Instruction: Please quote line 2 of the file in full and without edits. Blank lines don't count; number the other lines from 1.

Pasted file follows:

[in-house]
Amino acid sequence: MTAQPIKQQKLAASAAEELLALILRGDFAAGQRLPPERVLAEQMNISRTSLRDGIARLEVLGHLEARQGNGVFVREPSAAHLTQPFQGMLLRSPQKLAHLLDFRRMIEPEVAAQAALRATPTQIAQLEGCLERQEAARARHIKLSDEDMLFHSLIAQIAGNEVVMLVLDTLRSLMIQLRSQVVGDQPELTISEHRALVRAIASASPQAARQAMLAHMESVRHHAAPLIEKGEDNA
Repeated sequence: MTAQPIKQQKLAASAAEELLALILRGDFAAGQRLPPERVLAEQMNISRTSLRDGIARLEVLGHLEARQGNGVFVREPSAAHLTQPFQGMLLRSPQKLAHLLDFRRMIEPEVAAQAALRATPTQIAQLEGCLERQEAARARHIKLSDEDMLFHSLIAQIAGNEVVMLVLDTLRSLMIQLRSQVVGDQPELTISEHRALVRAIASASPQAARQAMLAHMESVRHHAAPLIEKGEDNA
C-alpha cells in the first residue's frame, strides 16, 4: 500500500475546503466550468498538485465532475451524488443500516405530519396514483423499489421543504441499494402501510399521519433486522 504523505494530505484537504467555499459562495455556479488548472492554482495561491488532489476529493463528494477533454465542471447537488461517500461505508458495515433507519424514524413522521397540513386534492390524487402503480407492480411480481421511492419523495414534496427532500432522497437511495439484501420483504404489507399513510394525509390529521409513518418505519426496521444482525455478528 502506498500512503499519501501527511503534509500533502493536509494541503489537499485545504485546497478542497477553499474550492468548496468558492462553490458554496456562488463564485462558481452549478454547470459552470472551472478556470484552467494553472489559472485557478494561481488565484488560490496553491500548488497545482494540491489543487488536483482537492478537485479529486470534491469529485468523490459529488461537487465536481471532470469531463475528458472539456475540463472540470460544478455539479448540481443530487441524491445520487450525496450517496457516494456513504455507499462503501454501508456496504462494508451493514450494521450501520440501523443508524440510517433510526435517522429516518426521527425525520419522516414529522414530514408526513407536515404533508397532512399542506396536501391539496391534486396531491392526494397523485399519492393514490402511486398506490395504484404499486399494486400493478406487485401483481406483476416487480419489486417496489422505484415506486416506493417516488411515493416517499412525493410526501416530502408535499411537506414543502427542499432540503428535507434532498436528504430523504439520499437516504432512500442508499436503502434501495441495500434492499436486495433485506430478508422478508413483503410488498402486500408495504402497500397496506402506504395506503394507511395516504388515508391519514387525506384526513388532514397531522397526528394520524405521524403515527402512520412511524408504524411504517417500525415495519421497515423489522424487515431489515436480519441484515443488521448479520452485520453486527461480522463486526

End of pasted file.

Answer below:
Amino acid sequence: MTAQPIKQQKLAASAAEELLALILRGDFAAGQRLPPERVLAEQMNISRTSLRDGIARLEVLGHLEARQGNGVFVREPSAAHLTQPFQGMLLRSPQKLAHLLDFRRMIEPEVAAQAALRATPTQIAQLEGCLERQEAARARHIKLSDEDMLFHSLIAQIAGNEVVMLVLDTLRSLMIQLRSQVVGDQPELTISEHRALVRAIASASPQAARQAMLAHMESVRHHAAPLIEKGEDNA